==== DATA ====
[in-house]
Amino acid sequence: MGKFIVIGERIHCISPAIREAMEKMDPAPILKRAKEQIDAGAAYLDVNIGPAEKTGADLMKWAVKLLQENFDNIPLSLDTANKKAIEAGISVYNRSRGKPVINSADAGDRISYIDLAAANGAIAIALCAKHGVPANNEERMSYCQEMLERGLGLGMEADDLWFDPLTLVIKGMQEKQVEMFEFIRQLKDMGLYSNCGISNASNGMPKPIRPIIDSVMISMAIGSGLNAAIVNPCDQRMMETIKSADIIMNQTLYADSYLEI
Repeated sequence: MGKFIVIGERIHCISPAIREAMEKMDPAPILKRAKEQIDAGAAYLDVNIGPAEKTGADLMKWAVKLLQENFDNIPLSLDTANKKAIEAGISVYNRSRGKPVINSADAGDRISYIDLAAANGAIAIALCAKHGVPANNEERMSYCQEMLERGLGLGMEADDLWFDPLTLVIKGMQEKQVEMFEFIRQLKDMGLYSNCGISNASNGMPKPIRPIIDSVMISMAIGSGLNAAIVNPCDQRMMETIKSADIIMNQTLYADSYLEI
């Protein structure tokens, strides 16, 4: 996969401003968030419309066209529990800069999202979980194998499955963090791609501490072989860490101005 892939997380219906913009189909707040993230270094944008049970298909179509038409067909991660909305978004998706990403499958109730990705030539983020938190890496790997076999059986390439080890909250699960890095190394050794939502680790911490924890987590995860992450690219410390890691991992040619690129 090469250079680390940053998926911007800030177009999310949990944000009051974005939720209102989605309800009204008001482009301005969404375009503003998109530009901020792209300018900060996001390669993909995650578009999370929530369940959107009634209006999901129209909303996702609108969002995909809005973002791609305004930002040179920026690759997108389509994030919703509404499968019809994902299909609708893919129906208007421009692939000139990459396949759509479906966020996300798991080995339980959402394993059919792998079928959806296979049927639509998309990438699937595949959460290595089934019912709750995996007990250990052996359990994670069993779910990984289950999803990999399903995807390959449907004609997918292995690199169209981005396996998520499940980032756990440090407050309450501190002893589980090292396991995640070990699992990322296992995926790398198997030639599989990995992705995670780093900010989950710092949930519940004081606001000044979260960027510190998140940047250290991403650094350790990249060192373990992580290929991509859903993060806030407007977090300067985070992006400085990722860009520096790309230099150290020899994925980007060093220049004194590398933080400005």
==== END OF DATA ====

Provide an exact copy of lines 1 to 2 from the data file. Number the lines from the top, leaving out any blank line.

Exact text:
[in-house]
Amino acid sequence: MGKFIVIGERIHCISPAIREAMEKMDPAPILKRAKEQIDAGAAYLDVNIGPAEKTGADLMKWAVKLLQENFDNIPLSLDTANKKAIEAGISVYNRSRGKPVINSADAGDRISYIDLAAANGAIAIALCAKHGVPANNEERMSYCQEMLERGLGLGMEADDLWFDPLTLVIKGMQEKQVEMFEFIRQLKDMGLYSNCGISNASNGMPKPIRPIIDSVMISMAIGSGLNAAIVNPCDQRMMETIKSADIIMNQTLYADSYLEI